HTTPS secures information when it’s being transmitted over the internet. Everybody should use HTTPS, but it is especially important that we use HTTPS because of the sensitive data we transmit.


Some of this will be trial and error. Some settings can be tweaked on our side but some particularly old devices/software will just never work with our system.

It’s difficult to anticipate what devices are out there being used in large numbers, and what browsers are being used on those devices. In a number of cases devices with old operating systems (like Windows XP, old Android and old BlackBerry OS) will not be compatible with our HTTPS setup when using the default/built-in browser. If users have a recent version of a commonly used browser like Google Chrome, Mozilla Firefox, or Opera Browser installed then that should be compatible.

Users accessing an HTTPS site via a recent version of Opera Mini should not have any compatibility issues on any platform but the effectiveness of the encrypted connection is reduced as the connection is decrypted at Opera’s servers.

You can use the SSL Server Test from SSL Labs with one of our domains to see the most up-to-date configuration that we support.

Server Name Indication (SNI) compatibility

The first and most important feature that any device connecting to an HTTPS site on our cluster will need is Server Name Indication (SNI) support. This, unfortunately, cannot be worked around and is a strict requirement born out of the fundamental design of the cluster. Please see the Wikipedia article for full details.

The native/built-in browsers on the following mobile devices do not support SNI (although it may be possible for users to install a browser that does support SNI):

  • Android 2.3 “Gingerbread” and earlier
  • Nokia Symbian OS
  • BlackBerry OS 7.1 and earlier

The following browsers on desktop devices do not support SNI:

  • Internet Explorer on Windows XP

It’s also important to note that the following Python software we use does not support SNI:

  • The ssl standard library module in Python < 2.7.9
  • Vumi < 0.6.15
  • Twisted < 14.0.0

Transport Layer Security (TLS) compatibility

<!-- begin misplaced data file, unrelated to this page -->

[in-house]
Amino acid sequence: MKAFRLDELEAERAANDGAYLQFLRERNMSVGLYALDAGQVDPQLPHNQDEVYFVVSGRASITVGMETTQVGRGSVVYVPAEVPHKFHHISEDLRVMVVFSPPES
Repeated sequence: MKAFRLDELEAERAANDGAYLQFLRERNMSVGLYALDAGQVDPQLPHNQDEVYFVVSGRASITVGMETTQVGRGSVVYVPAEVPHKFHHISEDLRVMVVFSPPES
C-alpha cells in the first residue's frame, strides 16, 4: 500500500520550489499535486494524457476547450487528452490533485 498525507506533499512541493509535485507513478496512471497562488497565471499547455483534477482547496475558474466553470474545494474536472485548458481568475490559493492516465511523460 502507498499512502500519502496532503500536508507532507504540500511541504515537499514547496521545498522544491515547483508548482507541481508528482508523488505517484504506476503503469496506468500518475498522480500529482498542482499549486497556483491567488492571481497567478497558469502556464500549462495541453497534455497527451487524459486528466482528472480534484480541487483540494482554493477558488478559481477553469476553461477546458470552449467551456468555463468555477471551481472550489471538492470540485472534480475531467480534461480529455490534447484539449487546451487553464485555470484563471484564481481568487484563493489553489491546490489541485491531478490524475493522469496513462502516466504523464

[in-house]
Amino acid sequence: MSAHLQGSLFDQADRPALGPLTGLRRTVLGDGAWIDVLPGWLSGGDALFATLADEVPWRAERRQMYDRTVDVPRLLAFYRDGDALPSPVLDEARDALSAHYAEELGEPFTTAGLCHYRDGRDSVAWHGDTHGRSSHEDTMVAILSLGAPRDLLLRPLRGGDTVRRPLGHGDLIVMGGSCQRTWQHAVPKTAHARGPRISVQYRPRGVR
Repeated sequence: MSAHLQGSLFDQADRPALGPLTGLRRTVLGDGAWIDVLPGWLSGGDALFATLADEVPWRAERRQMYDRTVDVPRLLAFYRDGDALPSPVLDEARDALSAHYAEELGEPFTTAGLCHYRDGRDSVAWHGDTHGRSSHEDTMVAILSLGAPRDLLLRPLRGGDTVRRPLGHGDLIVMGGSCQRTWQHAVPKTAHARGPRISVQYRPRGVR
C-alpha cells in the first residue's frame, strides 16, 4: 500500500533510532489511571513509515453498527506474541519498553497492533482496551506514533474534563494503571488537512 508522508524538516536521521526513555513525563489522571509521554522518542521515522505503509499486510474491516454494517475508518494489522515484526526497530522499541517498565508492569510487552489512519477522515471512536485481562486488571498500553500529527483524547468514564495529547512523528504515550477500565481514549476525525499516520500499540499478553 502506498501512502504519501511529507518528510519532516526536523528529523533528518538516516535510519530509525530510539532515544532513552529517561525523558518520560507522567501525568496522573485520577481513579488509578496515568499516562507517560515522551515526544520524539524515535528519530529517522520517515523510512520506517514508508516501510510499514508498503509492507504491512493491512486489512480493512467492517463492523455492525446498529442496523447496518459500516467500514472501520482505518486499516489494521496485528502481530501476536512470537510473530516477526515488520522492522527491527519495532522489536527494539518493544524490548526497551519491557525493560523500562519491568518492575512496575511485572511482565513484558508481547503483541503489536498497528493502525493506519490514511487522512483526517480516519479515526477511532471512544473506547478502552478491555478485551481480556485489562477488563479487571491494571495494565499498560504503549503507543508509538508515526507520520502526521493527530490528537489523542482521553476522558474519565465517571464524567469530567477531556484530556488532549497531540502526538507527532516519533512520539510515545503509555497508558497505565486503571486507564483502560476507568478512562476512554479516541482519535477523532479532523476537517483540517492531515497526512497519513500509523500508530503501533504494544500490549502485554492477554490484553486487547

The load balancer is currently only configured to support some versions of Transport Layer Security (TLS), namely TLS 1.0, 1.1 and 1.2.

Some older browsers (Internet Explorer 6 or below) do not support our configuration. Once again, Wikipedia has a nice table detailing compatibility.

It’s generally a good idea from a security standpoint to only support the latest TLS versions. We will never support technologies older than TLS 1.0 such as SSL 3.0. We may have to disable the older versions of TLS that we support as new vulnerabilities are found.

Enabling HTTPS on Mesos clusters

The SRE team have made it really easy to set up HTTPS with free, automatically renewing certificates from Let’s Encrypt.

Rate limits

Let’s Encrypt is a free service but ultimately the service has to have some limits. Please read the Let’s Encrypt documentation for full details. The only limit that will be relevant to most people is the “Certificates per Registered Domain” limit. This limit is set at 20 certificates per week.

The way this limit works is important to understand: it is applied per registered domain. This means that it is easy for us to hit the rate limit if we issue certificates for many sites using a wildcard domain under one of Praekelt’s commonly used domain names. For example, a domain like is actually under the registered domain - which means it shares its rate limit with many other Praekelt sites.

tl;dr: If you have a domain that has been bought specifically for your project then you probably don’t need to worry about rate limits. If you are using a domain that ends in or then please speak to SRE before trying to issue a certificate. Certificates are free but not unlimited.


Add an application label to the app you want to set up using Mission Control. Right now only one domain per app is supported.

The label is called MARATHON_ACME_0_DOMAIN. Set it to the domain name you want a certificate for.

A few moments after adding the label the application should be available over HTTPS.

Redirecting HTTP to HTTPS

Once you’ve verified that the application works correctly over HTTPS, set the label HAPROXY_0_REDIRECT_TO_HTTPS to true to redirect all HTTP traffic to HTTPS.

Using HTTP Strict Transport Security

Another option that you can add for enhanced security is to enable HTTP Strict Transport Security (HSTS). This option improves security when your site is accessed via a modern web browser. It won’t have any effect if your app is an API rather than a website.

You must verify that the certificate and HTTP to HTTPS redirect is working correctly before enabling HSTS. Once a user’s browser “sees” the HSTS header for the first time it will only connect to the site via HTTPS for the next 6 months. This is a thing that is easy to mess up but if your site has been running with HTTPS and redirects enabled for a while without issues then enabling HSTS is a good idea.

To enable HSTS, set the application label HAPROXY_0_USE_HSTS to a value of true.

The HSTS header that is sent does not include the includeSubDomains or preload directives.